Jürgen Aschoff was a scientist of many parts. There was a time when his rich and bold voice, which was surprising coming from a rather small built person, would scare timid younger scientists like me. He held his pipe aloft and appeared to pontificate. Years later he told me that people held him as being arrogant just because he spoke in a loud voice; he thought people who spoke in a whisper may not be sincere. For all his airs of being cock-sure on clock matters he was, now and then, given to soul-searching and doubts about his own work. In April 1967, at Gottingen, Aschoff told Engelmann and me, if after all, he were not playing the ‘glass bead game’ as in Hermann Hesse’s Magister Ludi. The reference obviously was to his various tenets and models such as the Aschoff’s rule, Aschoff–Wever model and his other predictions. Aschoff lived another three decades to see that his hypotheses not only stood the test of time but stimulated many younger scientists to make newer discoveries. He kept publishing papers until the very last. When I met him last in the autumn of 1996 at Andechs, he had carried with him a lot of data on human circadian rhythms and short interval time estimation in humans which he wanted to discuss with me. During that meeting he said he has data which showed that time passed for humans much faster in brighter light.

Aschoff brought much of the terminology in rhythms research within a well-defined framework. The glossary of technical terms proposed by him in 1965, is still the one being used. Aschoff coined the term zeitgebers for time cues that entrain circadian rhythms, which is now widely used like an English word. At a conference in Basel in 1953, Aschoff spelt out the details of a rule which was christened by Colin Pittendrigh in 1960 as Aschoff’s rule. He wrote, ‘I was also saucy enough to conclude from my few observations that in night active animals, the period is longer in LL (continuous light) than in DD (continuous darkness) while the opposite occurs in day active animals’. This is the Aschoff’s rule in his own words. Aschoff also experimentally demonstrated ‘internal desynchronization’ of circadian rhythms in sleep–wake rhythms on the one hand, and rectal temperature rhythms, on the other, in humans held in prolonged social isolation.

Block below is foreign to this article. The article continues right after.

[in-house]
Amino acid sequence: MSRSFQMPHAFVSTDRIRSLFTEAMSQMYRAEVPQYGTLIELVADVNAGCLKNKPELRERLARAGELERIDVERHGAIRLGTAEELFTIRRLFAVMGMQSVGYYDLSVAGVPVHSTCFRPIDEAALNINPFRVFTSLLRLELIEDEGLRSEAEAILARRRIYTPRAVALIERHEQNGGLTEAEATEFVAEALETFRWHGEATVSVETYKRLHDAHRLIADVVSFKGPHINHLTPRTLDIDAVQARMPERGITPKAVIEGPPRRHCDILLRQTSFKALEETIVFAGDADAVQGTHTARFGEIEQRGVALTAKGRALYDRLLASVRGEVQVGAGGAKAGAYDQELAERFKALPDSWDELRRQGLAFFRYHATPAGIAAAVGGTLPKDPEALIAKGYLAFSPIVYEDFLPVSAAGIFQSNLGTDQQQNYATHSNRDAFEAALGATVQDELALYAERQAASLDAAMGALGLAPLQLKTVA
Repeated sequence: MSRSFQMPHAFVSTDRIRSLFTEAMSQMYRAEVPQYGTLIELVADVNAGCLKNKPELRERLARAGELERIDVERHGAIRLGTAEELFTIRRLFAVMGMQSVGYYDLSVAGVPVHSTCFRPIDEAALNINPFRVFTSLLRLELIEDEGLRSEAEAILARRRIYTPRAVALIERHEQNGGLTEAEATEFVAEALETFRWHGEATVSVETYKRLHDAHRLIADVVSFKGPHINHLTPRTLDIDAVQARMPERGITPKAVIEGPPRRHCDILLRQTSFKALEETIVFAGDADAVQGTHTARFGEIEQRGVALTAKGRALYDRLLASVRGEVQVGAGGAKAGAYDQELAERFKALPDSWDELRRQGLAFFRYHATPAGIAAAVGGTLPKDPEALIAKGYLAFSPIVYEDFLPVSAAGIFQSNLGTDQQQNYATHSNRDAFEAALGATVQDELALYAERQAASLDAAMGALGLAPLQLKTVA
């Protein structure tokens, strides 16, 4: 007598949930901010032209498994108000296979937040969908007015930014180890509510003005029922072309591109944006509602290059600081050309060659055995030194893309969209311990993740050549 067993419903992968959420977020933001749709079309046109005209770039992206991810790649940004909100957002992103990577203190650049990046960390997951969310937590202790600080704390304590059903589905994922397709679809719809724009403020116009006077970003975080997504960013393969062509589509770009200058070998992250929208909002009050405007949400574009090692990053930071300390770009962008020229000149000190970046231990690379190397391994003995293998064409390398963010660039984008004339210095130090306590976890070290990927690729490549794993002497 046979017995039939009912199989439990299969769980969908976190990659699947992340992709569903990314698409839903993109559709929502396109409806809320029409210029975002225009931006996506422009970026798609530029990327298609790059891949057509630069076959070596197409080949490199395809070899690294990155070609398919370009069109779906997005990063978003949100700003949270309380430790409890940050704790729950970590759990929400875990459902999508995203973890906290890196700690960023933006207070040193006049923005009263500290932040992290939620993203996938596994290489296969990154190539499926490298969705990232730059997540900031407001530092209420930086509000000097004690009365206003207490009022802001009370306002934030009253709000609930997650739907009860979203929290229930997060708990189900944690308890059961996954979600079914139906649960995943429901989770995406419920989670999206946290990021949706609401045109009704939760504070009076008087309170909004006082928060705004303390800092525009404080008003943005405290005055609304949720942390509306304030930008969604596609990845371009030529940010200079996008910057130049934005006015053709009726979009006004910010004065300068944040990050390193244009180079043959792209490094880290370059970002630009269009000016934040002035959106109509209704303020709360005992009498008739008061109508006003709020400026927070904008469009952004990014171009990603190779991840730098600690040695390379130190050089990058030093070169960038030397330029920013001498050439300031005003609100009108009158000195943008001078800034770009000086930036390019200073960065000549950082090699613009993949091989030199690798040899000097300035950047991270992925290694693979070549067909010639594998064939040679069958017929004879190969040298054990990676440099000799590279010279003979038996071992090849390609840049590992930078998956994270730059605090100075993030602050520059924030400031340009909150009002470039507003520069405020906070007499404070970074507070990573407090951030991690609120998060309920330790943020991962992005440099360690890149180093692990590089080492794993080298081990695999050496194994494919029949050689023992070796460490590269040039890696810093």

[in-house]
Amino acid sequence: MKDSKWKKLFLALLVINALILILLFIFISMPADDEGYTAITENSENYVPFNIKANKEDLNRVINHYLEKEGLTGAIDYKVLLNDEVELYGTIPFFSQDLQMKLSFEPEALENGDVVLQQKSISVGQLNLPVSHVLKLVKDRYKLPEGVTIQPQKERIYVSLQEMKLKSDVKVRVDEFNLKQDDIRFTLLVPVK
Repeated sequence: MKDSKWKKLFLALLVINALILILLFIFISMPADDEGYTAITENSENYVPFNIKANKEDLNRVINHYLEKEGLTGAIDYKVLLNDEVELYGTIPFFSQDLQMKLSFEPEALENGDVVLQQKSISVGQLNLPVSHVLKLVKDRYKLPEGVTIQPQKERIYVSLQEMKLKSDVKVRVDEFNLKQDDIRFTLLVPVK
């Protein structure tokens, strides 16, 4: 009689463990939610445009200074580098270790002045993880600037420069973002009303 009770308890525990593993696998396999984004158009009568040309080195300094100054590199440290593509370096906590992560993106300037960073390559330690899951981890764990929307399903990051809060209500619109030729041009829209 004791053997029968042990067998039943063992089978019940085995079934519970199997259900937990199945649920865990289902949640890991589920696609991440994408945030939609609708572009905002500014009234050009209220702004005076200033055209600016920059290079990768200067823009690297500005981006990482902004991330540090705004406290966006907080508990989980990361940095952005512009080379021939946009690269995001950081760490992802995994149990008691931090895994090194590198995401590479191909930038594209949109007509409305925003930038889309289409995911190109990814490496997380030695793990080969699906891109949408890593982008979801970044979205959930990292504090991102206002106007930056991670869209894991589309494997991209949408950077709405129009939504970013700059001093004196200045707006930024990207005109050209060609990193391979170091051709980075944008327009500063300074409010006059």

Aschoff was Fellow of the Deutsche Akademie der Naturforscher Leopoldina, and the Bavarian Academy of Sciences. The Universities of Umea (Sweden), Giessen and Hokkaido University (Sapporo, Japan) had awarded

him DSc honoris causa. Aschoff genuinely liked to interact with other scientists and seemed to have a soft corner for young scientists. He was gregarious and drew out the bashful into conversation.

Aschoff spotted me with a few other Indian scientists in Germany, during the IX Meeting of the International Society for Chronobiology and asked aloud ‘Does this mean that the future of chronobiology will be in India?’. I would like to call this as Aschoff’s prophecy and hope that like many of his

postulates this one also comes true. Jürgen Aschoff will be sorely missed by all of us chronobiologists who had come to admire the man and his science.


Evolutionary and Organismal Biology Unit,

Jawaharlal Nehru Centre for Advanced Scientific Research,

Jakkur P.O., Bangalore 560 064, India